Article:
FSU/Asolo Conservatory Updates Classic Morality Play Everyman with Everybody.

Branden Jacobs-Jenkins' 2018 Pulitzer Prize finalist asks eternal questions with a generous dose of wit.

By Kay Kipling November 4, 2021

Cast members of FSU/Asolo Conservatory's Everybody.

Image: Frank Atura

For anyone who has felt a reckoning of some kind was at hand during the past 20 months of the pandemic, the timing of the FSU/Asolo Conservatory’s production of Branden Jacobs-Jenkins’ play Everybody may seem—ahem—dead-on appropriate.

Taking stock of our lives as we consider mortality? Check. Trying to figure out what matters most to us, and whom we matter most to? Check. A little bit concerned about the afterlife and what it means, and what our lives spent on this earth really mean? Check, check and check.

The play, enacted by second-year acting students of the Conservatory, is Jacobs-Jenkins’ contemporary (and often cleverly funny) take on the 15th-century morality play Everyman, which most of us of a certain age probably read back in school somewhere, sometime. (Obvious point: There’s only one letter difference between the words morality and mortality.) Everyman—or, more inclusively, Everybody—is summoned by Death, to make his final “presentation” before God. Needless to say, Everybody is scared and would like more time to get ready for the big test.

Death, God’s willing assistant, offers him that, if he can find somebody willing to go with him on this ultimate journey. As in Everyman, Everybody turns to Friendship, Kin and Cousins, and “Stuff” or Goods, all of whom bail on him/them. Will Everybody have better luck with Love (Sydney Story)? (Good Deeds, in the original.) Maybe, but not before literally running around the set partially clothed for a while.

Evan Stevens as Everybody and Sydney Story as Love.

Image: Frank Atura

As the Usher (Macaria Martinez) explains to the audience (along with the usual pre-curtain cell phone and candy wrapper warnings, amusingly adapted), there’s also a gimmick at work in this production: There are actually five “Somebodies,” one of which is chosen by lottery every night to play the lead role of Everybody. That means they all have to be ready to step in, and it means that if you came back to see the show for every performance, you would see something different each time.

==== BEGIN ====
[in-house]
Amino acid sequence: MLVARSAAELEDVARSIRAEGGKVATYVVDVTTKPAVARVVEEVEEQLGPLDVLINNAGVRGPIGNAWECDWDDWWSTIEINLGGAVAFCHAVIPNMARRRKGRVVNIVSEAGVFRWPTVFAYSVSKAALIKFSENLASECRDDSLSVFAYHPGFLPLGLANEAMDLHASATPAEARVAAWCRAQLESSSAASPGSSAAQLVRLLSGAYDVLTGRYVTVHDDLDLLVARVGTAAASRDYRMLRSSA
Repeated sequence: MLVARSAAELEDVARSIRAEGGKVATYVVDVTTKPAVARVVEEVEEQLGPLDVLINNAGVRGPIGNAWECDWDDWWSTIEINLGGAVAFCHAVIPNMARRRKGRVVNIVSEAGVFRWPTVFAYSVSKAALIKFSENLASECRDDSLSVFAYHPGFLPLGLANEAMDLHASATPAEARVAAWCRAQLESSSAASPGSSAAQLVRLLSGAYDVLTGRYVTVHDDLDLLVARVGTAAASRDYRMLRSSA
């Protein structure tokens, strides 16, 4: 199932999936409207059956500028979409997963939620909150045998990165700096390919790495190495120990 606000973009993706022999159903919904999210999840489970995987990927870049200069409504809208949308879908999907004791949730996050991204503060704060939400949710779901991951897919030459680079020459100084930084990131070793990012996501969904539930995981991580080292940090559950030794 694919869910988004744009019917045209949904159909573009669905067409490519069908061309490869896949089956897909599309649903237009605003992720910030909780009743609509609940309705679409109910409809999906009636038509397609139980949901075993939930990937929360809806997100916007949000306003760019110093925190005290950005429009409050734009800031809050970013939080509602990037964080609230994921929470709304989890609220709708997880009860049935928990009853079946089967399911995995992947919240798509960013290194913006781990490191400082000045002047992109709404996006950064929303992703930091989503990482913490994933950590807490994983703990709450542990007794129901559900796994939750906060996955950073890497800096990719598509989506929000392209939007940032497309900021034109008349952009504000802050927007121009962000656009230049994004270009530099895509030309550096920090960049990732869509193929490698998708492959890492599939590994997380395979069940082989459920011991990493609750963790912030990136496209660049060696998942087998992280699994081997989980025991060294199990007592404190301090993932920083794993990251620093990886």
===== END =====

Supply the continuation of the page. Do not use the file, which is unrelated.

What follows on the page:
On opening night, Evan Stevens was chosen for Everybody, which meant Erin O’Connor, Joe Ayers, Christian Douglass and Dreaa Baudy played the roles of all the people or things he tries to convince to accompany him. Jerald Wheat is Death, who’s sometimes a bit bored with his job; Imani Williams is Time; and Bryan Lewis is Evil, who sneaks in towards the end in its usual annoyingly sticky way.

Stevens is convincing as a man desperately seeking some kind of salvation. Baudy as “Stuff” (wearing a tinselly goldish wig and gloves) has the right indifferent “don’t blame me” air; and Ayers as Friendship scores with some of the playwright’s sharpest, rapid-fire lines. The production is directed, with good pacing and understanding of Jacobs-Jenkins’ approach, by Greg Leaming, with some assistance from Jonathan Epstein in staging.  

We may think we live in very different times from the centuries-ago audiences for Everyman. In some ways, sure. In others...the same eternal questions arise. The answers remain elusive.

Everybody continues through Nov. 21 in the Cook Theatre at the FSU Center for the Performing Arts. For tickets, call (941) 351-8000 or go to

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